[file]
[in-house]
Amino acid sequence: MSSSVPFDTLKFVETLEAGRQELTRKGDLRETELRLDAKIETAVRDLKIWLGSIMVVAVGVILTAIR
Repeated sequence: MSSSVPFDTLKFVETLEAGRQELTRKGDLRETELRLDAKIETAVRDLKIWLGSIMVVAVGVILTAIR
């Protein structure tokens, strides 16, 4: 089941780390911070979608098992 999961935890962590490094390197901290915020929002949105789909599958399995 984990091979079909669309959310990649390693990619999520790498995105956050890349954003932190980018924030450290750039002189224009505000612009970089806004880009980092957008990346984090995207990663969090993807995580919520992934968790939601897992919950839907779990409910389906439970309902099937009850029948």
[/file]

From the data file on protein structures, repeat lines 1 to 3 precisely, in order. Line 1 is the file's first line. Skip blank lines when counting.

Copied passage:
[in-house]
Amino acid sequence: MSSSVPFDTLKFVETLEAGRQELTRKGDLRETELRLDAKIETAVRDLKIWLGSIMVVAVGVILTAIR
Repeated sequence: MSSSVPFDTLKFVETLEAGRQELTRKGDLRETELRLDAKIETAVRDLKIWLGSIMVVAVGVILTAIR